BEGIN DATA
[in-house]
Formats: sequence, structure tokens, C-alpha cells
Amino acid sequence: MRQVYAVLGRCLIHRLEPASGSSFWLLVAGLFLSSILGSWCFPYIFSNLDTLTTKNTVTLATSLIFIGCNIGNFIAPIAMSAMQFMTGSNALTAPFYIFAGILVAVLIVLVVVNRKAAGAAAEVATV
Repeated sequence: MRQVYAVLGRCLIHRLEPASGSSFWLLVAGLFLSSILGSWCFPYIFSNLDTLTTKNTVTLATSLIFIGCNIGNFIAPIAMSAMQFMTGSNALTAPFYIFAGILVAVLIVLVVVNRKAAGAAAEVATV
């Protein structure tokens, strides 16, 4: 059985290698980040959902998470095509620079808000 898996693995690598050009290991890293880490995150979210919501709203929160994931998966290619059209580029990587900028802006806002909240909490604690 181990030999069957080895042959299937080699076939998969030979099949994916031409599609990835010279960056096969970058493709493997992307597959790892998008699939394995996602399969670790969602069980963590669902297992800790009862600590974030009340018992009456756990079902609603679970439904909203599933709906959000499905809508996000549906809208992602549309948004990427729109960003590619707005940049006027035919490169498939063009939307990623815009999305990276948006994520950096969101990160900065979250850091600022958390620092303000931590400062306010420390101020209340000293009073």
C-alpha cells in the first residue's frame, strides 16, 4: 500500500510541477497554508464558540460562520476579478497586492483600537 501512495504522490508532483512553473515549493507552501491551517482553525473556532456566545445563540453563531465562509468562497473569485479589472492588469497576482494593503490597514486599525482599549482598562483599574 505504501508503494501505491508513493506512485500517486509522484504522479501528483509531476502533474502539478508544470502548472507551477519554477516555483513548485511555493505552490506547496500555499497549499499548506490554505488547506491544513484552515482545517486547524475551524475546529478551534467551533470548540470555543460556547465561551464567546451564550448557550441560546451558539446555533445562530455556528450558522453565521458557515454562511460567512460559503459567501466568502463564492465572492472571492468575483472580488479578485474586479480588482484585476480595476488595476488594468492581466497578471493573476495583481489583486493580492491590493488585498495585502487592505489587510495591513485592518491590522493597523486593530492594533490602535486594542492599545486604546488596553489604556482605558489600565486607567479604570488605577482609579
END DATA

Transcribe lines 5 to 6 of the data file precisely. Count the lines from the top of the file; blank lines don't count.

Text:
């Protein structure tokens, strides 16, 4: 059985290698980040959902998470095509620079808000 898996693995690598050009290991890293880490995150979210919501709203929160994931998966290619059209580029990587900028802006806002909240909490604690 181990030999069957080895042959299937080699076939998969030979099949994916031409599609990835010279960056096969970058493709493997992307597959790892998008699939394995996602399969670790969602069980963590669902297992800790009862600590974030009340018992009456756990079902609603679970439904909203599933709906959000499905809508996000549906809208992602549309948004990427729109960003590619707005940049006027035919490169498939063009939307990623815009999305990276948006994520950096969101990160900065979250850091600022958390620092303000931590400062306010420390101020209340000293009073």
C-alpha cells in the first residue's frame, strides 16, 4: 500500500510541477497554508464558540460562520476579478497586492483600537 501512495504522490508532483512553473515549493507552501491551517482553525473556532456566545445563540453563531465562509468562497473569485479589472492588469497576482494593503490597514486599525482599549482598562483599574 505504501508503494501505491508513493506512485500517486509522484504522479501528483509531476502533474502539478508544470502548472507551477519554477516555483513548485511555493505552490506547496500555499497549499499548506490554505488547506491544513484552515482545517486547524475551524475546529478551534467551533470548540470555543460556547465561551464567546451564550448557550441560546451558539446555533445562530455556528450558522453565521458557515454562511460567512460559503459567501466568502463564492465572492472571492468575483472580488479578485474586479480588482484585476480595476488595476488594468492581466497578471493573476495583481489583486493580492491590493488585498495585502487592505489587510495591513485592518491590522493597523486593530492594533490602535486594542492599545486604546488596553489604556482605558489600565486607567479604570488605577482609579